Section 59-79 delineates the requirements for off-street parking for designated uses including retail and office uses, while § 59-66(a) provides that the off-street parking requirements of § 59-79 shall not apply within parking lot districts. Since the appellees' properties are not located in a parking lot district, they must provide off-street parking, 50 percent of the area of which is computed as part of their gross floor area, thus reducing the amount of area usable for retail or office purposes. That properties located in parking lot districts are not so restricted does not in itself violate the uniformity requirements of § 8-102 of Art. 66D. Those properties must either pay a parking lot district tax or provide their own off-street parking in which event they are subject to the provisions of § 59-1 of the County Code. As a consequence, all property uses which do not rely on county operated parking facilities have their gross floor area calculated in the same manner, while all property uses located within parking lot districts which do not rely on county operated facilities have their gross floor area calculated in the same manner.
Nor do we find a lack of uniformity in the requirement that properties must have a minimum of 22,000 square feet to qualify for the optional method of development. The zoning regulations apply uniformly to all parcels less than 22,000 square feet as well as those in excess of that area. The Council determined that the optional method of development would not be suitable for parcels less than 22,000 square feet, and the lower court held, and we agree, that the legislative purpose of encouraging land assembly to permit cohesive development and to assure open spaces and other amenities provides a reasonable basis for the classification.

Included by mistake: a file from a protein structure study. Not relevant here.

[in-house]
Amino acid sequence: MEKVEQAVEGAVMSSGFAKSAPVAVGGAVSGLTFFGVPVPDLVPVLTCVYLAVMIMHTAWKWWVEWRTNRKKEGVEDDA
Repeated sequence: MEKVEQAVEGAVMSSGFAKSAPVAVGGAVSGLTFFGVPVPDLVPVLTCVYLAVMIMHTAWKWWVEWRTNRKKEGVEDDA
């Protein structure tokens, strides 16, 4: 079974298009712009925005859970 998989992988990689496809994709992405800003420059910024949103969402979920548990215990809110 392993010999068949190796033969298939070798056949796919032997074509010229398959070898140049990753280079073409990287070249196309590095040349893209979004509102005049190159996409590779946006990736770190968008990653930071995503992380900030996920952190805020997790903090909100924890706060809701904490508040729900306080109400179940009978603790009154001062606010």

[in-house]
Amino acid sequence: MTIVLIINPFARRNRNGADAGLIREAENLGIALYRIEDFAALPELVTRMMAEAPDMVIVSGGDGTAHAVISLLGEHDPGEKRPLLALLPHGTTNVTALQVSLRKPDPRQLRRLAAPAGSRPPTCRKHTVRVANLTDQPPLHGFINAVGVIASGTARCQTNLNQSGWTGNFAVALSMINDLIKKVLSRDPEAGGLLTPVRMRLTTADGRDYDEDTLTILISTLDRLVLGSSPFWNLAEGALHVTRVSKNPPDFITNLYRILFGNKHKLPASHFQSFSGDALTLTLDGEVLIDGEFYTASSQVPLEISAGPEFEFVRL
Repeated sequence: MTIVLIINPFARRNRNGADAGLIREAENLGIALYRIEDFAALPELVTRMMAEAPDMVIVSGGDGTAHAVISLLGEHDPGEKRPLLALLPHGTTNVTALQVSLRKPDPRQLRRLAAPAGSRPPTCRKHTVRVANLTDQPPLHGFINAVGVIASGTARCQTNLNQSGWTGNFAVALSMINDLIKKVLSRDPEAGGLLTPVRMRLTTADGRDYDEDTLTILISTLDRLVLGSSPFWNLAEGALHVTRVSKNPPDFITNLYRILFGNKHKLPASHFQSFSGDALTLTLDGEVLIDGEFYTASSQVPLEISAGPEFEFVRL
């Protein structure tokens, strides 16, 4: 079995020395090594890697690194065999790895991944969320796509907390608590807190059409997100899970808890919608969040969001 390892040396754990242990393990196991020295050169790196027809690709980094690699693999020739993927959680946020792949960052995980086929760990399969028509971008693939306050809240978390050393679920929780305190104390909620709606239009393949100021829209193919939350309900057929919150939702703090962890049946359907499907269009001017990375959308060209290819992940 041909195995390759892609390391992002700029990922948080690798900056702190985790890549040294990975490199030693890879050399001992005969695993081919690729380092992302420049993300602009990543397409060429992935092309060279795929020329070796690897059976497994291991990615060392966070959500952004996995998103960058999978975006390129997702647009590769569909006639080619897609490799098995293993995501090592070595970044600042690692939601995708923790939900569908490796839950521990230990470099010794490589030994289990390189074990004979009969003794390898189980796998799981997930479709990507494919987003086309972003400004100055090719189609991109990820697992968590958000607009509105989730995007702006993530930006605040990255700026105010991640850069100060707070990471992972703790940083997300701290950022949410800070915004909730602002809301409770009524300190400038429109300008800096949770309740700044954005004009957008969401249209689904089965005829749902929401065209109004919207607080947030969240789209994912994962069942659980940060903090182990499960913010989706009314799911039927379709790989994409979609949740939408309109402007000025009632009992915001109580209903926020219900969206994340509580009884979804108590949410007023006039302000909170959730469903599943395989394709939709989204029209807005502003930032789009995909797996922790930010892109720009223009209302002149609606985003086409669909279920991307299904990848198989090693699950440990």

The Adopted Sector Plan indicates the rationale and purpose for the area requirement. It is there stated:
"Fragmentation of land holdings has been a major obstacle to attractive and coordinated development of the CBD's. In order to encourage land assembly that will permit more cohesive development and assure provision of open space, pedestrian walks, and other amenities, the new system permits property owners who meet a minimum acreage requirement (22,000 square feet) to elect to use an alternative optional method of development. The optional method allows the developer somewhat higher density than can be achieved under the standard methods — but only if provisions for open space and other facilities and amenities specified by the sector plan are included."
The lower court considered the appellees' third claim of violation of the uniformity requirement to be premature. It said:
"[Appellees] challenge uniformity based upon the Planning Board's authority to allocate different F.A.R.'s to different parcels within the Friendship Heights CBD. . . . [T]his challenge is premature because none of the [appellees] have yet applied for the optional method of development. Until it can be established that the Planning Board has allocated different F.A.R.'s to different parcels in violation of the uniformity requirement there is no issue upon which the Court can rule."
We agree with the lower court.
With respect to the provisions of the new CBD zones pertaining to nonconforming structures, § 59-51.3(g) (CBD-1, by way of example) provides: